They are balloon pilots because they are so passionate about hot air ballooning.
They love to fly and want to do so as often as they can.
Most of them even head out to warmer climes during our non-flying season in the winter just so they can fly some more for their own enjoyment. (Read more about our chief pilot Ken and Yorkshire pilot Dave's lifelong love for ballooning here and here.)
If they make the decision that conditions are not safe to fly you, then they’re not.
Why do we only fly in the morning and evening?
Mornings generally offer the best conditions for hot air ballooning.
Winds are generally at their lightest shortly after dawn then as the sun comes up, it warms the ground, which in turn heats the air above it causing thermals (or columns of rising air).
These thermals cause updrafts and downdrafts that affect any pilot’s ability to safely control the balloon’s altitude, no matter how skilled they are.They can also cause unpredictable gusts of wind and even without the safety issues this could cause, nobody wants to be buffeted back and forth on what should be a gentle and serene trip through the skies.
As evening approaches and the air cools again, these thermals reduce once more, meaning we can fly in the evenings if conditions allow. You can read more about how thermals can even affect one of the biggest hot air balloon festivals in the world, Bristol Balloon Fiesta, here.
How likely is it that your flight will be cancelled?
There is no easy answer to this.
The short answer is, it might be and you should be prepared for the possibility each time you book.
And whether your flight is cancelled or not really is down to pure luck.
Some of our passengers are lucky and get to fly first time or after just one cancellation.
For others it can take several attempts and, depending on when they are able to rebook, these cancellations can be spread across more than just one flying season.
We can’t see into the future so there is no way when you make your booking that we can tell you whether or not your flight will go ahead on that day.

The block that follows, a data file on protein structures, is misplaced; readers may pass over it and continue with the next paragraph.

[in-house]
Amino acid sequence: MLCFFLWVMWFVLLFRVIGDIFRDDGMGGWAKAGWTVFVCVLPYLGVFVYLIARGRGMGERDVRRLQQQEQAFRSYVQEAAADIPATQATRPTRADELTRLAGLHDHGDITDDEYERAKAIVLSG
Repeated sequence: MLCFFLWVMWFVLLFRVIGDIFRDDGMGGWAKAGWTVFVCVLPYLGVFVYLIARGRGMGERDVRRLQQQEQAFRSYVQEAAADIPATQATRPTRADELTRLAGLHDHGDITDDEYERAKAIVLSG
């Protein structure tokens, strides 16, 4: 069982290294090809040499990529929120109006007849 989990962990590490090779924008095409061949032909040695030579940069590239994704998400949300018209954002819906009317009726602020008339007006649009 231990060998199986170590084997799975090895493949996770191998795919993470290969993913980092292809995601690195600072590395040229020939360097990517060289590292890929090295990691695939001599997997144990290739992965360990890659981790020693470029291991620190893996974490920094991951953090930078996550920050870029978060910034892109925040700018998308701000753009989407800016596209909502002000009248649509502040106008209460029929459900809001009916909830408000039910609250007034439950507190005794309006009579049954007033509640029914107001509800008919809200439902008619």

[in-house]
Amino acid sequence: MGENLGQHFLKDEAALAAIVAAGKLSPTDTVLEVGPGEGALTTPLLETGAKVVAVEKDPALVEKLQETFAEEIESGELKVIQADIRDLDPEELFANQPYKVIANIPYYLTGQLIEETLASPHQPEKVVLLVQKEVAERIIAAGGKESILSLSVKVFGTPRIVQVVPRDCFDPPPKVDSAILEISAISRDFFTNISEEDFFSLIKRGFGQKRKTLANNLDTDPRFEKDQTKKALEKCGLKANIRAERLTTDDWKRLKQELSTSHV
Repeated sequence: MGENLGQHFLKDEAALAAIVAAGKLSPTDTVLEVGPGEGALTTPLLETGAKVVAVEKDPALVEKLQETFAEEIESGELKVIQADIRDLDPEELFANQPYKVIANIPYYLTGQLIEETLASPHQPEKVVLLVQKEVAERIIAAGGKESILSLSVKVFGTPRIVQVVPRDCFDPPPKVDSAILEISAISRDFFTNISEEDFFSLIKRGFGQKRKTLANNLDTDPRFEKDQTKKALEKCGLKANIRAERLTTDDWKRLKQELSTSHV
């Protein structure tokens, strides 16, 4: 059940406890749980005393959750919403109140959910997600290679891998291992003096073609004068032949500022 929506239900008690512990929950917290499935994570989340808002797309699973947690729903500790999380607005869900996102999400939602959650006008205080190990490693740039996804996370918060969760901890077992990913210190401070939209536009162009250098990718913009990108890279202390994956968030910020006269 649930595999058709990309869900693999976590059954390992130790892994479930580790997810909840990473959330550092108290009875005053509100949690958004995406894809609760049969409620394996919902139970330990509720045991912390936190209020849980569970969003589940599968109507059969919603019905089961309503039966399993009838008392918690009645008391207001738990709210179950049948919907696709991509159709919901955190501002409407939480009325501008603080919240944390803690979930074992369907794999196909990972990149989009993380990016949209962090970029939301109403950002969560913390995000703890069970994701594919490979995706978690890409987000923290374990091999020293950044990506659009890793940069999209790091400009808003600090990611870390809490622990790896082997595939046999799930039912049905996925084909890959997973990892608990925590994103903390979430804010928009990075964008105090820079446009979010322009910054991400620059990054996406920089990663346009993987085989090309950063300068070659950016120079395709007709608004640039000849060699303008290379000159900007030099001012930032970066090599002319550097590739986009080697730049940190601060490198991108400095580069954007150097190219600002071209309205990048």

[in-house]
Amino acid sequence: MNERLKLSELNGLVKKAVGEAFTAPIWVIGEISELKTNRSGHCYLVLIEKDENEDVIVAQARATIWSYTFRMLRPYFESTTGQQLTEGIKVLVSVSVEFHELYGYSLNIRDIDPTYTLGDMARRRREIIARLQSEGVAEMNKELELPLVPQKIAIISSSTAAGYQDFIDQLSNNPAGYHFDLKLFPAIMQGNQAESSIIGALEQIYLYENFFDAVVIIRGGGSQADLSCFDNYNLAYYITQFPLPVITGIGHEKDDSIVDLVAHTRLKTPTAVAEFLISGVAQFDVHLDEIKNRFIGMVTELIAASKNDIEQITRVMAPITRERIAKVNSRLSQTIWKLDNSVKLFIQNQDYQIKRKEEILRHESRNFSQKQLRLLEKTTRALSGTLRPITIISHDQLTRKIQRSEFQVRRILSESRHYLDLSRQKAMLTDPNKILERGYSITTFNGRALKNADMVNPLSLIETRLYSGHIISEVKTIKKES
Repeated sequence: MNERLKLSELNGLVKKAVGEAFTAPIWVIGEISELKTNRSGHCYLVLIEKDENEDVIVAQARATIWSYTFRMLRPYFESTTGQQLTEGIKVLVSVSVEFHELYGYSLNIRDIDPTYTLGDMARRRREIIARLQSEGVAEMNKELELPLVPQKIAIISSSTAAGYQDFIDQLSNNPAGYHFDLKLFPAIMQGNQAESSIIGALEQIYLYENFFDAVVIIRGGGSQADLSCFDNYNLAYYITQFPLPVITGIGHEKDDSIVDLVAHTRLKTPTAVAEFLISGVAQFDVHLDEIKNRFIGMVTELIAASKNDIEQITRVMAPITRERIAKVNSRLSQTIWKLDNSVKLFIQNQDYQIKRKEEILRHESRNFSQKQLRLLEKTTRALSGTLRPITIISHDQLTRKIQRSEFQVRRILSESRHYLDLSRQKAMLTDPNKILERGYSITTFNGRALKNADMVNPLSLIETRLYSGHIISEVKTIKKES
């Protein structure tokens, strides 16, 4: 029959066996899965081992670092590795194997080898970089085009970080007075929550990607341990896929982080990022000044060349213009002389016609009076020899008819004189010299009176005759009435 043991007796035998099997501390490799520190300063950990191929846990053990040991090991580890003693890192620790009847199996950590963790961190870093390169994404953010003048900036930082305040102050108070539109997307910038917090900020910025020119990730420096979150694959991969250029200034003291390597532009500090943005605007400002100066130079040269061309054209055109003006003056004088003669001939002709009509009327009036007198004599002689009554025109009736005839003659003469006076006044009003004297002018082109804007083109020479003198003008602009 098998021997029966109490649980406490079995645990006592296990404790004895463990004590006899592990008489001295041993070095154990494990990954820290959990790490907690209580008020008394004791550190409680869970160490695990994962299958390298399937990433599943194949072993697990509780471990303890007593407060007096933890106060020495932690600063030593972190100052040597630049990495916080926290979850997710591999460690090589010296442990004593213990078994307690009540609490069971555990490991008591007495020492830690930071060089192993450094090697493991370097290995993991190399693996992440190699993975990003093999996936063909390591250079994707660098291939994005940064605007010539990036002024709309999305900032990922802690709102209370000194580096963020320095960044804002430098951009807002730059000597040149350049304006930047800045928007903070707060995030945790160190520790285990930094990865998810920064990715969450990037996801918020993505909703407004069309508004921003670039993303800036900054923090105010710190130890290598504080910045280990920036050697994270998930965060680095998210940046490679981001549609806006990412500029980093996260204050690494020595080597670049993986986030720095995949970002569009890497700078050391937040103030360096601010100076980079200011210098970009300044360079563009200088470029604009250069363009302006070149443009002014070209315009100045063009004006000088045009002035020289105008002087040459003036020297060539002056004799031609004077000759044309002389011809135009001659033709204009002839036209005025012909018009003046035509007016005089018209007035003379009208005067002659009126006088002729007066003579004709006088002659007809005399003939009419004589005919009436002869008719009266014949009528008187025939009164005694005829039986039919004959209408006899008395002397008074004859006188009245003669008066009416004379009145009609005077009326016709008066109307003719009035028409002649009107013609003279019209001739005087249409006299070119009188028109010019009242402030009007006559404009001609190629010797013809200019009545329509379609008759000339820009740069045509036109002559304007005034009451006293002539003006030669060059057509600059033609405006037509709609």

But this is not a unique situation to Virgin Balloon Flights.
We’ve been in business for 21 years and are proud to say we are the largest commercial balloon flight operator in the UK.
That means we have a LOT more customers than many of the smaller, local balloon operators.
But all of us, regardless of size, are weather dependent and none of us will put our passengers at risk when it is not safe to fly.
What happens if your flight does get cancelled?
After any cancellation on our part, we will always make sure that you have at least six months left on your vouchers to book another flight.
If this means we have to extend your vouchers beyond their initial 12 or 18-month validity, then we will.
Every time you book a flight, the booking confirmation you receive from us has the new expiry date of your voucher should it get cancelled.
It doesn’t matter how many times your flight might get cancelled on our part, we will extend your voucher every single time until you do get up in the air.
All you have to do is make sure you have made at least one flight booking within the validity period left on your voucher.
It is very important that you do make a booking before your new expiry date in order for your voucher to remain valid.
We have a lovely bunch of people in our call centre, who are very happy to help you with what flight dates are available if you haven’t been able to find anything suitable on the website.